A particular concern that’s grown during the Covid crisis is the apparently increasing prevalence of workplace surveillance. While by no means a new phenomenon, AI technologies could offer employers the opportunity to monitor their workers more closely and ubiquitously than ever before.
Of course, not all employers will treat their workers like drones. But workplace protection rules don’t exist for the good employers. If we want to avoid the soul-crushing erosion of privacy, autonomy and dignity that could accompany the worst abuses of this technology, we think those rules will need to be tightened in various ways.
Concerns about AI in the workplace don’t start with algorithmic management, though. A lot of them start before the employment relationship even begins. Increasingly, AI technology is being used in recruitment: from targeted job adverts, to shortlisting of applicants, even to the interview stage, where companies like Hirevue provide algorithms to analyse recorded interviews with candidates.
The use of algorithms in hiring poses a serious risk of reinforcing bias, or of rendering existing bias less visible. Most obviously, there’s a risk that algorithms will base their profiles of a “good fit’ for a particular role on the history of people who’ve occupied that role before. If those people happen to have been overwhelming white, male and middle class … well, it’s not hard to guess how that will probably go. Also, affective recognition software that’s been trained on mostly white, neurotypical people could make unfair adverse judgments about people who don’t fit into those categories, even if they score highly in the sorts of attributes that really matter. (Hirevue recently stopped using visual analysis for their assessment models, but since these sorts of platforms will obviously have to rely on inferences from something – maybe voice inflection or word choices – questions about cultural, class or neurodiversity awareness remain.)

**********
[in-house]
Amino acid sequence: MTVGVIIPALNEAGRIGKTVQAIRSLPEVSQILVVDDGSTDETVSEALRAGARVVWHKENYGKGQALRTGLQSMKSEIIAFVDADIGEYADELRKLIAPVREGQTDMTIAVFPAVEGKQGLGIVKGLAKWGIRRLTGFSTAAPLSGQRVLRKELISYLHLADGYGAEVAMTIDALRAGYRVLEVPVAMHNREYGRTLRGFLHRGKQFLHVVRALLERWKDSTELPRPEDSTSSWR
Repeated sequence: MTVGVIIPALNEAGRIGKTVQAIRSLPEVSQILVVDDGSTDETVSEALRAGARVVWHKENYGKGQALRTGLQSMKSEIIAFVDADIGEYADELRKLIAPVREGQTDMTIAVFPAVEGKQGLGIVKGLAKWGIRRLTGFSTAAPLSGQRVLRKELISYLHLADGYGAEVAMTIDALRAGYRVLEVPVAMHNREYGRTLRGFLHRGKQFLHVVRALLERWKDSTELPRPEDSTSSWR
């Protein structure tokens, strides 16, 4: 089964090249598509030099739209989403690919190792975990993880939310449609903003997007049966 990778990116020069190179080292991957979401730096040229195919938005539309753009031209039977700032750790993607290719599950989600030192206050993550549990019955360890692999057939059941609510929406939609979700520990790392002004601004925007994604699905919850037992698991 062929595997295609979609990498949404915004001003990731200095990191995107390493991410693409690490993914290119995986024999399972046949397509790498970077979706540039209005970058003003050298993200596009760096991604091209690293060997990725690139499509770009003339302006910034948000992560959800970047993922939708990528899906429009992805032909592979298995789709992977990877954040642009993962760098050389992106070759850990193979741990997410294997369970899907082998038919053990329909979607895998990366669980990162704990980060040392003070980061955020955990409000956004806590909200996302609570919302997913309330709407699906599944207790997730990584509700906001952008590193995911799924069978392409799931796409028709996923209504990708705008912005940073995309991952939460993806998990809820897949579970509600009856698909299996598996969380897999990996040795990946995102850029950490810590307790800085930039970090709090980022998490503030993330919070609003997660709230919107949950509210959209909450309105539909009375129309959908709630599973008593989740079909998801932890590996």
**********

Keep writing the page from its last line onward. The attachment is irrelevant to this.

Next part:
But doesn’t New Zealand already have laws protecting us against workplace hazards, privacy violations and discrimination? It does indeed. Like almost every other new technology, workplace AI isn’t emerging into a legal vacuum. Unfortunately, some of those laws were designed for a different time, which can lead to what tech lawyers call “regulatory disconnection” when there’s a major change to the technology’s form or use. For instance, the current rules around workplace robots seem to assume that they can be fenced off from human workers, whereas the “cobots” that are now coming into use will be working in close proximity to humans.